Former ministers Jaberi Bidandi, Kirunda Kivejinja and Kintu Musoke last month launched their book, The Sapoba Legacy, published by Menha Publishers.
The book is a tale about ideals and idealism in Ugandan politics and family life. In this three part series, Sulaiman Kakaire delves into the personal stories of the three men, starting with Bidandi Ssali, now president of the opposition People’s Progressive Party.
Many people who know Jaberi Bidandi Ssali think of him as a wealthy man with a simple lifestyle. And, it turns out, that is not too different from how he views himself. At least that is how he comes across in his own words in The Sapoba Legacy.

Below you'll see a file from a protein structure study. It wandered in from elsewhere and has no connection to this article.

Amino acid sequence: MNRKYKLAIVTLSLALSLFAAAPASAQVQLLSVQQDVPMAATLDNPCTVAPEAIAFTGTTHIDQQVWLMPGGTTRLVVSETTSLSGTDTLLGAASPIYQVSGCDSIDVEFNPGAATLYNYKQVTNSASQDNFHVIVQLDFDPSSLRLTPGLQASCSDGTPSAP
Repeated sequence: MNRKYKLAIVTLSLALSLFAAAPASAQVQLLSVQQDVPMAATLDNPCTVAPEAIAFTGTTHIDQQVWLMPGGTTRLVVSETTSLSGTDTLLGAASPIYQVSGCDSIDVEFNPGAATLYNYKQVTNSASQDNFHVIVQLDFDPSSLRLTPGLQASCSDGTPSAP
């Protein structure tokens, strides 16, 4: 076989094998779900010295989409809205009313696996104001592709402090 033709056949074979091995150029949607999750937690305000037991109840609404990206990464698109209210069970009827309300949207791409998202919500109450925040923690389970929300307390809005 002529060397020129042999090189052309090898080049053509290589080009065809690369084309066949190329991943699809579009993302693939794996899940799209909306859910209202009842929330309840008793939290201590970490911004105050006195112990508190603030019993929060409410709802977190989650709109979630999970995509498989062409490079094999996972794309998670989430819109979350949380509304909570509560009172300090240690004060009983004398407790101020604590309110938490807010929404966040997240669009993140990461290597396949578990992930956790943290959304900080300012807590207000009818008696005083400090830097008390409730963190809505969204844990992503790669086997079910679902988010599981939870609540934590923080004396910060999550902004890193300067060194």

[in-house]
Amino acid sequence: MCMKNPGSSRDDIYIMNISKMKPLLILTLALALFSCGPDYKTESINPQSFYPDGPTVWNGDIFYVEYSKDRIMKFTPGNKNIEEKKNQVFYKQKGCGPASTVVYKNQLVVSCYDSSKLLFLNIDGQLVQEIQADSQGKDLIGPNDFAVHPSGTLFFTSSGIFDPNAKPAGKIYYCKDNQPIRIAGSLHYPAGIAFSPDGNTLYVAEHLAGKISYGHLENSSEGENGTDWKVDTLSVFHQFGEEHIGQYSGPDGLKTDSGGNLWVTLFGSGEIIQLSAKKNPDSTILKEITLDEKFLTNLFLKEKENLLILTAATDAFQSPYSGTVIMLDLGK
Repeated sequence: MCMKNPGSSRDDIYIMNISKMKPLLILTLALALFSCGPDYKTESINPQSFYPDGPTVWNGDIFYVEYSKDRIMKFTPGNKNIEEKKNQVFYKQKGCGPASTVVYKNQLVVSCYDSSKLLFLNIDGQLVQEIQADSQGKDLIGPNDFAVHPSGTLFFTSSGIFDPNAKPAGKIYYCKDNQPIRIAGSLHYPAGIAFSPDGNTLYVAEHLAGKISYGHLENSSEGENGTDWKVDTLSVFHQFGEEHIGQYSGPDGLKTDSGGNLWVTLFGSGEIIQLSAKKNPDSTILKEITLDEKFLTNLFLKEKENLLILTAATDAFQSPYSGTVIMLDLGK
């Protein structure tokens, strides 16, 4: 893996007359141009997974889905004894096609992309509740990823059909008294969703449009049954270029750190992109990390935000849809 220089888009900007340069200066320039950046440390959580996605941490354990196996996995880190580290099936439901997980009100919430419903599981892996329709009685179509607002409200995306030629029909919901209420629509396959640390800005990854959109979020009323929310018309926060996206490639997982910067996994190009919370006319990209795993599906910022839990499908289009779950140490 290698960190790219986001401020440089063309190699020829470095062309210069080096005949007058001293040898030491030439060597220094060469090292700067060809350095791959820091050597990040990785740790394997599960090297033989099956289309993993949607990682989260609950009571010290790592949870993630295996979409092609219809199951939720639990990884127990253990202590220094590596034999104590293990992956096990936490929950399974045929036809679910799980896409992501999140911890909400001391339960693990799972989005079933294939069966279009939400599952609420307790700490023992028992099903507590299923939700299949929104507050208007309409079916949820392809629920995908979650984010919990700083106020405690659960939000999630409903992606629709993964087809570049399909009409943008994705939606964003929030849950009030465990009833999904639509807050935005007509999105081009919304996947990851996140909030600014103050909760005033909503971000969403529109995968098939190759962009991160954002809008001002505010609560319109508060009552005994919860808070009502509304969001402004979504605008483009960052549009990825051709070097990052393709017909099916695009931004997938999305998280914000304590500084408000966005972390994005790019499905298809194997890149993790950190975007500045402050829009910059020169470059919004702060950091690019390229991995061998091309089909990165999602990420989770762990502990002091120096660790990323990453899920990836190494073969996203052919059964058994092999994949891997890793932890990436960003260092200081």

To Bidandi, shielding himself from people by building big fences around his home or land, in addition to chasing away would-be dependants is unacceptable. Indeed, the gate to his home in Bukoto is wide open throughout the year.
Bidandi attributes this openness to both his family background and his socialist beliefs.
“I describe myself as a person who has lived a satisfied life. I have lived in the community as part of the community. At no time have I ever gone out of the community or above the community,” writes Bidandi.
Born in 1937, Bidandi is the son of Bumaali Kakonge Matembe, who hails from Butambala, and Eriosi Bulyaba Naalongo. He went to Lugala, Budde and Kibuli primary schools, before joining Kibuli Junior and later Nyakasura School. Much as he went to Pakistan and studied a bachelor of science in agriculture, for some reason he did not complete that course. He, however, holds a degree from Nkumba University.
Muslim man, christian wife